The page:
As for Terri's claim that we're running "more feel-good human interest stories rather than news," I say there's nothing to that. What has happened is that we've pushed national wire copy off A-1, on the theory that people see those stories on TV or on the Web long before they show up in print.

If you actually look at what's being published, I think you'll see we're doing the same stories we always have.

Consider Thursday's paper. A-1 led with a story about a Duke physicians group halting treatment of veterans because the VA isn't paying enough for said treatment. I'd say that's pretty darn important locally. On the right side we have the story about the Peterson transcript. I'm not one who's kept track of every turn in that case, but the news that it's doing to appeal is pretty important because the outcome of the trial was so surprising. Below the fold we have a wire story on the state budget, which matters greatly to about 50,000 people who live and/or work in Chapel Hill and Carrboro. Over to the left we have the latest hoohah from the Durham school board, in a story that addresses questions about the proper relationship between elected officials and the public.

Then finally we have the mall-walkers story. In days past that might -- might -- have been relegated to the metro section, but we still would have done it and now it's only taking the place of something like the story on A-4 about Bush's trip to Europe -- a wire story that was about 18 hours old by the time it reached people's breakfast table.

The CHH front is no different. We led with the forum on the 300 E. Main project in Carrboro, and would have at any point in the past. Also above the fold were the DEDC's recommendation on the Village Apartments and the official ruling on Deborah Key's death. No soft stuff there. Below the fold we have an advance on the Dance Marathon, which we do every year and is the kind of story Melanie praises us for doing. And finally there's the Chatham watershed debate, which again is pretty hard stuff.

I suppose people looking to accuse us of going soft can use the Moeser-reading-to-kids pictures as a point of attack, but their appearance has nothing to do with any policy laid down by new ownership. We've always made a practice of having two pieces of art on the CHH front.

Bottom line: I'd be happy to see anyone apply that Stanford grade-the-news thing to our product any day of the week and twice on Sunday.

Ray--please note that my 'claim' was clearly labelled as purely anecdotal and referencing only the online version of the paper. Do you know why they stopped printing letters to the editors for the Orange edition?

It's hard for me to reconcile the idea that they're going to deep-six the CHH edition, when they've just added a sub-banner to the banner that reads something like, "Covering Orange and Chatham Counties," in a Carolina blue font. That might seem minor, but it's the kind of change that isn't made lightly, and it has meaning. From my perch down here in Pittsboro, I've noticed more front-page (CHH) coverage of Chatham county recently, and not just Briar Chapel.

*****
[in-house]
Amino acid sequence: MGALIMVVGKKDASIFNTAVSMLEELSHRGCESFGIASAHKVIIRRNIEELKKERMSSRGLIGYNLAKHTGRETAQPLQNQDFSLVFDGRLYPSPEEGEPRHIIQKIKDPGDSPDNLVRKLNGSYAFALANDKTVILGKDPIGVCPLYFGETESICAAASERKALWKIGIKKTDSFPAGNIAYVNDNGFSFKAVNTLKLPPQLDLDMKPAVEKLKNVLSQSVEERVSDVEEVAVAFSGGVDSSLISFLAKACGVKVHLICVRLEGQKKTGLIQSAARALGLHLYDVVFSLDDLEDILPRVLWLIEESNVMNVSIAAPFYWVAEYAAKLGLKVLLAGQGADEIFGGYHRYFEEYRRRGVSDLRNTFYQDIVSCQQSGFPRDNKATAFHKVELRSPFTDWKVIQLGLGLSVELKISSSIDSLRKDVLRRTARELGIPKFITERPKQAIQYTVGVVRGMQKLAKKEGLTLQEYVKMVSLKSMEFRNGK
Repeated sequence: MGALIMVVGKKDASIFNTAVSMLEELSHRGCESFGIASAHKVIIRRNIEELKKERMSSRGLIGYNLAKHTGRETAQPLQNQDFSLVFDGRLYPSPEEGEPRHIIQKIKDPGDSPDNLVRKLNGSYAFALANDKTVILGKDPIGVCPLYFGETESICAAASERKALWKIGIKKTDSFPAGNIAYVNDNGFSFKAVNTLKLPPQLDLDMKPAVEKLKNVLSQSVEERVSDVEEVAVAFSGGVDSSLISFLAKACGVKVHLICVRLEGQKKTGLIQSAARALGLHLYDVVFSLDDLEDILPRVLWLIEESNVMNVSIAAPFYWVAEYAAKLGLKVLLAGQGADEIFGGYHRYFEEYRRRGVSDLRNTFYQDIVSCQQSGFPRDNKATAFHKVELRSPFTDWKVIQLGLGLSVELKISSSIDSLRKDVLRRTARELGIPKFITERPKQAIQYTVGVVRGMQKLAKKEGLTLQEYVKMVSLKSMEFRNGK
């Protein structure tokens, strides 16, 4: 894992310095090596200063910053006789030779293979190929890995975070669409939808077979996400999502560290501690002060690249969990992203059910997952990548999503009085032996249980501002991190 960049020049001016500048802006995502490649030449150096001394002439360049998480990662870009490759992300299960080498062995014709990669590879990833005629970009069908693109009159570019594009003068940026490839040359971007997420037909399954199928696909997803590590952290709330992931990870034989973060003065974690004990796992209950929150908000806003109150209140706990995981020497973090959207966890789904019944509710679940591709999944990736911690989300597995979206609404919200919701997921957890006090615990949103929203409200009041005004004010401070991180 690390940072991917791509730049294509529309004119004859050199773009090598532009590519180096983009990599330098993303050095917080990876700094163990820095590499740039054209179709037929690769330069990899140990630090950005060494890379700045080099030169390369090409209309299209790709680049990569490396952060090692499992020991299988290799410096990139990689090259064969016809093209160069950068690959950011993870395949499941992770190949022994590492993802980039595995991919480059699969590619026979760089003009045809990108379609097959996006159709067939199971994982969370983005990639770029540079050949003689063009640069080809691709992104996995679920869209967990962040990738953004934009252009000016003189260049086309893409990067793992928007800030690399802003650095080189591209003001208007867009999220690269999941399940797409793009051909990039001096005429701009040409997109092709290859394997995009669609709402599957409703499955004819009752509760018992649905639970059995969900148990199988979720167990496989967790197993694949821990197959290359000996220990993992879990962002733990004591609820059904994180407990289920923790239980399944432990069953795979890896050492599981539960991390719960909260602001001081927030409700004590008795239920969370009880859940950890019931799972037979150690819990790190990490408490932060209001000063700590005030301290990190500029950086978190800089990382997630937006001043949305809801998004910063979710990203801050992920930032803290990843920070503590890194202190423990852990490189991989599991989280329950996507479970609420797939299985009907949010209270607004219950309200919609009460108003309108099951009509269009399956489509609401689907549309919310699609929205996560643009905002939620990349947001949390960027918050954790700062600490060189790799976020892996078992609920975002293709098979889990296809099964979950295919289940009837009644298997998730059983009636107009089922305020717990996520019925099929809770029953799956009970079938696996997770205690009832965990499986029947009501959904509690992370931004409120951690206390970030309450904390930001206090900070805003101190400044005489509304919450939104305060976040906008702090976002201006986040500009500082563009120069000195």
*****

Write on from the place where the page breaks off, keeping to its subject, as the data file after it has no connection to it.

Thanks for your input, Ray, but I think the only FUD going on here is yours … specifically, your imagining that anyone would assume that a fired contractor would have some inside special information on top management's strategic plans. How ridiculous.

My credibility doesn't come from any false claim of inside information. It comes from a record of independence and integrity. Were I to be reporting such information, I would offer a source or two.

Meanwhile, you suggest that you have “information” … good for you. I provided my opinion, which is that I believe the management of the Herald-Sun is deliberately killing the Chapel Hill Edition, specifically by running all those freakin' syndicated columns (but not limited to that). I don't subscribe to the CHH to read the New York TImes. None of the local columnists who remain (with the possible exception of Dan) are writing about substantive, controversial local issues - the heart and soul of a small community newspaper's value. Now it's all a one-way communication valve of what you guys think, sprinkled with local opinion about fluff. With apologies to “Coffee Talk's” Linda Richman, y'all go ahead and talk amongst yourselves.

You are entitled to your opinion, Ray, as am I – more freely now than ever. I believe (bunnies aside) that eliminating the CHH is your management's intent. I also see no evidence on this site – NONE – that suggests that any reader believed that I must know something special – only your tantrum insisting that I don't. Of course, maybe I'm wrong and they're just wrecking the content of the paper because they're incompetent.

And as long as we're on this rant, let me share with you, Ray … a lot of people are of the opinion that the paper stinks since Paxton took over. As for the bid, I read that McClatchy inquired but never submitted a bid (also reported and not refuted), but I certainly don't claim to know. After all, if I did that, I'd expect to substantiate it or clam up - not a problem for you, apparently.

Finally, if you're correct and McClatchy did bid on the Herald-Sun, I quite agree that you'd be on the street right now, not writing on blogs saying “nuh-uh” on behalf of the paper.

In the end, Paxton has done what they've done elsewhere, but cost-cutting is no substitute for commitment to the reader, vision or leadership, all of which are desperately lacking at the Paxton-$un.

The important thing in Jean's latest is her admission that no reporting informed her "killing off the Chapel Hill edition" crack. She's entitled to her opinion, but she should expect some criticism if she's going to throw unsupported comment about people's jobs and careers around.

To those of you confused by the situation, I'd suggest paying close attention to what Duncan has to say. I don't say that to suggest he has inside info; it's that he's a astute, observant professional who is independent, unafraid and possessed of good judgment. His basic good will is also not in question.